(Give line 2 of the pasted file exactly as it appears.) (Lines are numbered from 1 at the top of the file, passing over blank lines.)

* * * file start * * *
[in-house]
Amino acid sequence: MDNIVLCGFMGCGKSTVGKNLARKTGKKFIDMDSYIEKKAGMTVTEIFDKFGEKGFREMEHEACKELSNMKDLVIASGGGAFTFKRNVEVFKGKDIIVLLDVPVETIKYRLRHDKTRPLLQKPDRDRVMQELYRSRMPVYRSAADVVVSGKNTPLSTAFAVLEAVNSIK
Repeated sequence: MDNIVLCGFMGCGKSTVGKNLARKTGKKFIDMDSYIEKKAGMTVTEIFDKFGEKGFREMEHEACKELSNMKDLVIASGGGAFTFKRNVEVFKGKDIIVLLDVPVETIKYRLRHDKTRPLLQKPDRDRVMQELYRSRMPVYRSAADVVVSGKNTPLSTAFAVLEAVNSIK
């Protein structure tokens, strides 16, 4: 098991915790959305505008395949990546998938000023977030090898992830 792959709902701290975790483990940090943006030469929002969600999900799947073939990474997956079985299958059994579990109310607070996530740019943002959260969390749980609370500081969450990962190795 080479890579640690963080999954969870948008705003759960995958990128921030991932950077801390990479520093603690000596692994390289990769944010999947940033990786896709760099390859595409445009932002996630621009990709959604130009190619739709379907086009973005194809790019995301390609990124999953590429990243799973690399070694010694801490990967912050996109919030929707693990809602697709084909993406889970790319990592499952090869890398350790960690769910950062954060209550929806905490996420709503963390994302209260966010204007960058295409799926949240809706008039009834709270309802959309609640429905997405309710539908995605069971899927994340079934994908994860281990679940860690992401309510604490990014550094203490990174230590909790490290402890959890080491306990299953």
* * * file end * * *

Amino acid sequence: MDNIVLCGFMGCGKSTVGKNLARKTGKKFIDMDSYIEKKAGMTVTEIFDKFGEKGFREMEHEACKELSNMKDLVIASGGGAFTFKRNVEVFKGKDIIVLLDVPVETIKYRLRHDKTRPLLQKPDRDRVMQELYRSRMPVYRSAADVVVSGKNTPLSTAFAVLEAVNSIK